I ride a lot of miles on my Brompton bicycle, frequently for more than twenty miles/32.1 km at a clip. People, especially those who aren’t familiar with folding bikes, are always asking me if I’ve been cycling forever: It’s very hard for them to imagine that I’d be riding so much on such a small bike unless I was hard core.
Nothing could be further from the truth: I’ve always hated exercising, and, until August of 2011, was as sedentary as a human can be. In terms of real cycling experience, I’m still very much a newbie, but taking up bicycling is one of the best things I’ve ever done.
Couch potatoes take note: It’s never too late to find your bliss on two wheels — and it’s so much fun! Who knew?
I had ridden a bicycle only briefly as a child, and, even more briefly, as an adult. As an eight-year-old, I had saved up to buy what I though was a very elegant Czechoslovakian three-speed (Sturmey-Archer!) “English racer”, but it got left behind in a move, and not replaced. In truth, though, I hadn’t ridden it much. I liked books. Indoors.
I rode another bicycle, very briefly, in sixth grade, but that was it for early biking experiences.
As a young adult I’d found this little creation, an early Italian folding bicycle made by WIP, named (by the manufacturer) Arianna:
Arianna was carefully moved from home to home — perhaps in subconscious homage to that first lost bike — but I’d never really ridden her. Though foldable, she’s also tremendously heavy, and the fold is not, shall we say, entirely compact or user-friendly — though I still think she’s an adorable bike.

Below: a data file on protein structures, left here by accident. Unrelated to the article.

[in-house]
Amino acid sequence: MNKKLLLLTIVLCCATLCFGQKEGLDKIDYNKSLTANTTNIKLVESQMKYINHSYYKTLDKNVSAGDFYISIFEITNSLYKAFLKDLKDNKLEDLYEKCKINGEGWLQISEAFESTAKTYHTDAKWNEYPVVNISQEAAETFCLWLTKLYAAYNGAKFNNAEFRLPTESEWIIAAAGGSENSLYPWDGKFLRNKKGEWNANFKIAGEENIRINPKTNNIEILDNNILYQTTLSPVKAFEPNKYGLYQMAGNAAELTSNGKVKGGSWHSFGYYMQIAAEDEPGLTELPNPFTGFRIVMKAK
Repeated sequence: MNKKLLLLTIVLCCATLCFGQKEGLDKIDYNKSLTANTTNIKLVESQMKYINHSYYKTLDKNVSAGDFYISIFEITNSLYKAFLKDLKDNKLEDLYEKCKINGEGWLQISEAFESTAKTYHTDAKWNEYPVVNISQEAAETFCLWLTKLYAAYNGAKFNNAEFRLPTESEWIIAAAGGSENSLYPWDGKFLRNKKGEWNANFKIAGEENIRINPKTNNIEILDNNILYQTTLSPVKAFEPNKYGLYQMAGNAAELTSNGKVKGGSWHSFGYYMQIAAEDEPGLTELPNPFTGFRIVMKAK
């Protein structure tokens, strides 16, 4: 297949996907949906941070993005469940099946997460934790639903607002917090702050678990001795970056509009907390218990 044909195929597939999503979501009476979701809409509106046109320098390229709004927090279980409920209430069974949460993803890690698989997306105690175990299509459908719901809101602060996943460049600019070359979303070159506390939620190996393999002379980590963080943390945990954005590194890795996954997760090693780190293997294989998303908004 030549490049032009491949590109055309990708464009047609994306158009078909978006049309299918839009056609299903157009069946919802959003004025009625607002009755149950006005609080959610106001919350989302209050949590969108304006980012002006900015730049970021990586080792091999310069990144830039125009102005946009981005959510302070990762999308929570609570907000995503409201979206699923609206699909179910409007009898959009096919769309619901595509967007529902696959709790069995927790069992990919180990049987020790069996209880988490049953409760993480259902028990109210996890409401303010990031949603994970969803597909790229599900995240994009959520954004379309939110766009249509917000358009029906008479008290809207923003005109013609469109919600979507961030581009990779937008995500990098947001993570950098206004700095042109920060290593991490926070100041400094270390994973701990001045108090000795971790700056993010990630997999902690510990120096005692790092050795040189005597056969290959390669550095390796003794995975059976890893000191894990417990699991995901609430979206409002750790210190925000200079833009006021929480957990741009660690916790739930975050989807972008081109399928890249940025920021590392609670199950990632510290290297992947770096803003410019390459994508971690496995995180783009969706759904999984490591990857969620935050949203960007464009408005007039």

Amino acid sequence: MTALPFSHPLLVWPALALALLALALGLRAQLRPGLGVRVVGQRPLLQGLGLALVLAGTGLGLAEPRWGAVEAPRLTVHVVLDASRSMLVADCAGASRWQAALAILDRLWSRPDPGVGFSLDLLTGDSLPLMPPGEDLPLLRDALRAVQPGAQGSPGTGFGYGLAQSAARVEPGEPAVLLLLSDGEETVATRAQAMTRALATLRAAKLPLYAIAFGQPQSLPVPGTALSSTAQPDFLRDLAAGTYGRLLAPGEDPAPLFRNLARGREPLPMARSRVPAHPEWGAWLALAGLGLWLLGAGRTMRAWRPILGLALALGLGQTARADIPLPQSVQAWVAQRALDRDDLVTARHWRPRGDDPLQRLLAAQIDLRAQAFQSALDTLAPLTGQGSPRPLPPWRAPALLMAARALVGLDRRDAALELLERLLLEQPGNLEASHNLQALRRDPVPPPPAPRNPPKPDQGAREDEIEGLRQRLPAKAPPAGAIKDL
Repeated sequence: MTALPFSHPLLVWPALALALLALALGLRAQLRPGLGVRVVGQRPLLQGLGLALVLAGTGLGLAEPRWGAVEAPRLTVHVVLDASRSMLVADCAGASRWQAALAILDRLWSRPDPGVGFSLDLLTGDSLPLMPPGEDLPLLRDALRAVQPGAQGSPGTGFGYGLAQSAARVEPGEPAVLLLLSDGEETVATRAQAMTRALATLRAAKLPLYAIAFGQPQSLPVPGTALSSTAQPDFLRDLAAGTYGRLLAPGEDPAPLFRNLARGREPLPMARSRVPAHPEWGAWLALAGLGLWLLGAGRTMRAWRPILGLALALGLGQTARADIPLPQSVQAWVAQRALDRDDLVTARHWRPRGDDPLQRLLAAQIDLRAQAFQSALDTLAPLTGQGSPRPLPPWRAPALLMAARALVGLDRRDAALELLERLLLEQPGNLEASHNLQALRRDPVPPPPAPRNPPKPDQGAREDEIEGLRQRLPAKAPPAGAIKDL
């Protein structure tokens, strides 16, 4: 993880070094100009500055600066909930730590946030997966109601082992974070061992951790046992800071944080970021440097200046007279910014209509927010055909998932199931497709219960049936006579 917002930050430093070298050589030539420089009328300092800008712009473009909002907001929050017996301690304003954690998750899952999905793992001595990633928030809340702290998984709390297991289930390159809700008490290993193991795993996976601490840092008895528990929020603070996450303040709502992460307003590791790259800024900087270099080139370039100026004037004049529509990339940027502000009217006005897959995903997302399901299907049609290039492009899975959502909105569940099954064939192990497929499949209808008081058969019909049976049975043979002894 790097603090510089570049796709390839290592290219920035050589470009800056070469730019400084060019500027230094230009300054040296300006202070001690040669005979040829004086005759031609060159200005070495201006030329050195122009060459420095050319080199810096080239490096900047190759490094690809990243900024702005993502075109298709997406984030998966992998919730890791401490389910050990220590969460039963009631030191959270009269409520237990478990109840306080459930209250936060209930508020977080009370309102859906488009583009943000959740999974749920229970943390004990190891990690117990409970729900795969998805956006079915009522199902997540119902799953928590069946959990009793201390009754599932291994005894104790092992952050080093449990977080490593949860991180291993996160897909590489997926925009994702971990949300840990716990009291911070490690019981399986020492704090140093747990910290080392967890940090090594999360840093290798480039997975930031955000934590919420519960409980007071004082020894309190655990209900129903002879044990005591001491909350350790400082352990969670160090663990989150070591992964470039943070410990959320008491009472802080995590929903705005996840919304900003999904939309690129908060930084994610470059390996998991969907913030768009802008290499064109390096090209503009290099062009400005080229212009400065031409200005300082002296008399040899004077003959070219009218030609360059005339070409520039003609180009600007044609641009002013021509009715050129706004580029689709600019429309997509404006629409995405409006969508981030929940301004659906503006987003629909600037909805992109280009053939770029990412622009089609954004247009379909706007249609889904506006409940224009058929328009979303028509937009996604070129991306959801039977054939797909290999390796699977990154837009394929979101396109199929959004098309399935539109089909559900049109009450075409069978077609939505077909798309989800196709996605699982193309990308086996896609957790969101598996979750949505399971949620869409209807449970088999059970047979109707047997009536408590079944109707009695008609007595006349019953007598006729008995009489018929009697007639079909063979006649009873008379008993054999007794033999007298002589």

Eventually, my sedentary life began to take an obvious toll: I wasn’t awfully heavy, but I was heavier than I should have been; I was losing physical agility; and, most alarming of all, I seemed to be developing a pretty serious balance problem. Also, I was getting older, which threatened to accelerate the decline.
I had spent a lifetime being mostly physically inactive, and was beginning to pay the price of all that sloth.
When Dr. Diarist and I saw this shiny red trike in the window of a local shop, we wondered if we’d found exactly the device I needed in order to get fit. I’d never really biked much, but I’d always loved the idea of cycling, theoretically, at least.
We brought the trike home in August, 2011. He weighed about 65 pounds — over half my own weight. I’d never have been able to pull this particular cycle up our local hills without the electric advantage — but I resolved to use the power assist as little as possible, and stuck to that vow.
He was a 6-speed e-Moto pedal-assist tricycle; I named him Pegasus. Riding my new trike felt like flying. (Really!)
I took pretty short rides that autumn, and not a huge number of them, just getting used to the tricycle, and getting used to moving. Starting with small trips of six miles/9.6 km or less, I eventually built up my endurance. (The first three mile/4.8 km ride nearly killed me!)
A large trike really isn’t the best vehicle for getting through winter slush and ice, so I didn’t ride that winter, but when Spring, 2012, came, Pegasus and I took off.